Michael says millers started using the French stones in the 1790s. “They have always been renowned as the best for making a quality flower,” said Michael. “This mill would originally have had Derbyshire Peak stone, that is used mainly for animal feed. It’s fine for barley, wheat and oats but for hard milling wheat that we use for bread making you need a high-quality stone.”
Michael said it was sad that the French stone was considered the best quality. “The truth often hurts,” he laughed. “It’s a primitive limestone, I’m told. It’s very, very hard.”
It was fascinating watching the equipment at work, with pulleys and revolving discs rising up and down, twisting and turning. The orchestration of movement was mesmerizing and slightly ‘Heath Robinson’. Michael, who trained as an engineer, looked on with pride. “I’ve modernised the apparatus with plastic covers on the millstones, rather than the traditional wooden ones. These are easier to keep clean and service, and less likely to get an infestation.”
“It’s a bit of a mixture of old and new technology,” he continued. “I like the challenge of making things work. If there is something that is going to make life easier but keeps the method of production traditional, and the quality is there, then I’m all for making the changes.”
One interesting addition to the operation, a sustainable energy source to supplement the watermill, became a local landmark. A white-sailed, Portuguese-style windmill stood on top of the mill until 2008.
“It was quite a sight. It a bit of a strange place to build a windmill in the valley, so it relies heavily on the easterly and westerly winds that were channelling through,” said Michael. “We had a small set of millstones that it would turn on a good day, but it wasn’t commercially viable and got to the stage where it needed a lot of TLC and money and we needed the extra space. We had to make the roof watertight too, which was more crucial for a flour mill.”
We walked up the stairs to the second floor to see the sieve. It had the appearance of a long rectangular wooden chest – almost a coffin – with a side panel displaying a muslin type cloth sporting a stripy, deckchair-like pattern. “This is the main flour sieve. All of the flour that is ground downstairs comes up here and goes through the sieve. This separates some of the bran. For making brown flour, we take off 20% of the bran and most of that goes to animal feed. The white flour goes through a second sieve to remove more of the bran,” said Michael
Michael explain why his traditional approach produces better flour. “With stone grinding, the grain is ground in one pass. Everything is retained in it. With roller milling, which is done on steel rollers for mass-produced flour, it goes through several different rolls in the process. One of the things that they take out is the wheat germ, which is 2% of the actual grain. It is where a lot of the goodness and energy for the germination of the new plant is. It is very high in oil, so they take it out to extend the shelf life of the finished flour,” said Michael.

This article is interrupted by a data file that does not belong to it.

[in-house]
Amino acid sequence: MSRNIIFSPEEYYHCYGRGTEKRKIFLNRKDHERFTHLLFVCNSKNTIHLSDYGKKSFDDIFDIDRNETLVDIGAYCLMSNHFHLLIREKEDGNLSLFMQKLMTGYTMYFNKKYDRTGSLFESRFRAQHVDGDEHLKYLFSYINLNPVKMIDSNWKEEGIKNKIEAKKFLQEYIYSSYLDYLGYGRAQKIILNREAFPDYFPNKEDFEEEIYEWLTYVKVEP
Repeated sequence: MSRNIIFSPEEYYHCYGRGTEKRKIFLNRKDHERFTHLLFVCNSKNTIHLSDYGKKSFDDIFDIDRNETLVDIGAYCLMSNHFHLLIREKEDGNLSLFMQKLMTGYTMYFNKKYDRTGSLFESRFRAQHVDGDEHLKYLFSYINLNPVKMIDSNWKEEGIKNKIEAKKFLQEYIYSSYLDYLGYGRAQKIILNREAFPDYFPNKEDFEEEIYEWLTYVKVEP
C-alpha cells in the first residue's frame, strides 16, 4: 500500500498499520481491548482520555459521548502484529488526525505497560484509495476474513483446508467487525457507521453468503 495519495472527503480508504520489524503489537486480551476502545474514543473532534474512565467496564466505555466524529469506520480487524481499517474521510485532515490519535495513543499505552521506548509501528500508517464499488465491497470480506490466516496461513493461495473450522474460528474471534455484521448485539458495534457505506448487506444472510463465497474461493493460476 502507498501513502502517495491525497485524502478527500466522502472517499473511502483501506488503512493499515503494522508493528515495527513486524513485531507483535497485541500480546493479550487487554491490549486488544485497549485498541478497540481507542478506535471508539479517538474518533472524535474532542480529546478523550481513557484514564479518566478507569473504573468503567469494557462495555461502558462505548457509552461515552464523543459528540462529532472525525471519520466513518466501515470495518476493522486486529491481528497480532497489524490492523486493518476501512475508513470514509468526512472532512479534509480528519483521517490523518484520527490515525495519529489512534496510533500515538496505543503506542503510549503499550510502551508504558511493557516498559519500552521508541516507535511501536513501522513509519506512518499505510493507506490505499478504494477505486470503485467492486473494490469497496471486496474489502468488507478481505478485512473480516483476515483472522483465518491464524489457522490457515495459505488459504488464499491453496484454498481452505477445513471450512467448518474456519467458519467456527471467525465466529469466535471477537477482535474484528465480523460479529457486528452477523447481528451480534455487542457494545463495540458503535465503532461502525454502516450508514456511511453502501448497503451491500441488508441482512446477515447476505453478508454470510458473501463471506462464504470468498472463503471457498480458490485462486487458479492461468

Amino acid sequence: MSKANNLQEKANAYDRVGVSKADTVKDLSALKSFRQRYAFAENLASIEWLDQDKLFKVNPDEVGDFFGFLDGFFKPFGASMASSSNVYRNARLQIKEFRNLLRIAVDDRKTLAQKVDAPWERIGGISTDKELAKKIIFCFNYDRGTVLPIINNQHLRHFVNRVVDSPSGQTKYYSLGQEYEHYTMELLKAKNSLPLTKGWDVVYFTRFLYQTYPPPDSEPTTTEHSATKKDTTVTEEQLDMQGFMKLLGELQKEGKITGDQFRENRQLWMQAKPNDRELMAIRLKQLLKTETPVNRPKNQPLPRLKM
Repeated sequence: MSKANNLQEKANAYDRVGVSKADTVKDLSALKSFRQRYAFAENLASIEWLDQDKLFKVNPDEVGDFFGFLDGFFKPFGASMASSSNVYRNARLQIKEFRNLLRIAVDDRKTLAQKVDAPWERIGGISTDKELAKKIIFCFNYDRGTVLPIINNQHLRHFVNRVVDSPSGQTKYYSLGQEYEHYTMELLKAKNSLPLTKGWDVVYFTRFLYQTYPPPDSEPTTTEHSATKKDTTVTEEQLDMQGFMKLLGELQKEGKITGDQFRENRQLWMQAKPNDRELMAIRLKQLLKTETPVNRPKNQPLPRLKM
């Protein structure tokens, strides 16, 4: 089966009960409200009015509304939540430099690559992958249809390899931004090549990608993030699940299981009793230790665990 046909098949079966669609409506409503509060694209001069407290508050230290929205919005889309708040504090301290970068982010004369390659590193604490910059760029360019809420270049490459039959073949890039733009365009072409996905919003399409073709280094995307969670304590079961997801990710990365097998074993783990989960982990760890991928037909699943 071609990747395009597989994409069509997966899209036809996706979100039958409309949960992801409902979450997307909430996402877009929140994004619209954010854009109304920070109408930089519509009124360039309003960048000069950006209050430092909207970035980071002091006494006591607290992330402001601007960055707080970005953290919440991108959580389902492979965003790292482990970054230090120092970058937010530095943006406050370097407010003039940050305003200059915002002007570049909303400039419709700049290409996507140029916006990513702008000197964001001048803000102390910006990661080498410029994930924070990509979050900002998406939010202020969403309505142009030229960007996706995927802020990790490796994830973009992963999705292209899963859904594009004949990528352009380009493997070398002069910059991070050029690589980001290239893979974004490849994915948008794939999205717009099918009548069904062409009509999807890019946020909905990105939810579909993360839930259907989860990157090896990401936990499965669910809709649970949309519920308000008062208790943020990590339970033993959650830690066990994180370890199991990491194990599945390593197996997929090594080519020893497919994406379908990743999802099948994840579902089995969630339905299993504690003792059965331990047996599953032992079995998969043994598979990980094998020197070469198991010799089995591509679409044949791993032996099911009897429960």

“With stoneground flour, this gets ground into the meal. Even our white flour has the wheat germ it. The downside is that the oil can go rancid, so it shortens the shelf life of the flour, maybe down to seven months.” The roller ground flour can be good for 18 months.
Stoate’s flour was considered excellent in the opinion of the Great Taste Gold Award judges. In 2011, both the organic Maltstar and stone-ground white flour gained top marks. And Michael’s customers have also been commended. “The World Bread Awards are now in the eighth year and the last two years they have been won by bakers using our flour. So it can’t be a coincidence,” smiled Michael.
Michael says these awards have been good for his business. “It’s all good publicity and the word gets around, said Michael, who says it gets the company’s name out in front of the small artisan independent bakers and the keen home bakers he supplies.
Michael has noticed a change in the market over the last few years. For a time, bread and carbs were out of favour but now television programmes are encouraging home baking. “The last fifteen years has been a gradual increase in interest in real bread,” said Micael.
The bags and sacks of flour that Michael has lined up downstairs generally go to small independent bakers. They get dispatched to Cornwall and Sussex, and London is an important market.
Flour from Shaftesbury has been sent abroad previously, too. “We used to have a customer in Kuala Lumpur, of all places. It went in a container but there were a lot of problems with heat affecting the flour and the storage of it.”
Unlike bread, there’s no immediate rush to dispatch newly milled flour to bakers. “The vast majority of bakers like it aged. They call fresh flour ‘green flour’ and they don’t like that. If it is left to mellow, the gluten oxidises slightly and becomes more workable.”
Local bakers won’t necessarily want to buy Michael’s flour in the volume that commercial users require. “We are more than happy to fill anybody’s boot with 25kg sacks, but if people want more domestic sizes, we do a 1.5kg bag. The mill is open between Monday and Friday to sell flour to home bakers as well as the commercial industry,” said Michael.
Michael says he’s keen to explore new ways to help bakers improve the taste of their bread. “We’re looking at older grains that have gone out of fashion. We are looking at grains for flavour and baking properties, rather than the commercial aspects that have driven the market over the last twenty or thirty years.”
With a sixth generation of the Stoate family potentially lined-up to take on this family business, the future looks good for this special and much-loved Shaftesbury area enterprise. “We’re always tweaking with the mill. Its evolution means things are constantly happening here, so we can improve and move on,” said Michael.
Each year, the mill is open to the public for one day in May. I’d recommend taking a tour. Look out for the open day notices.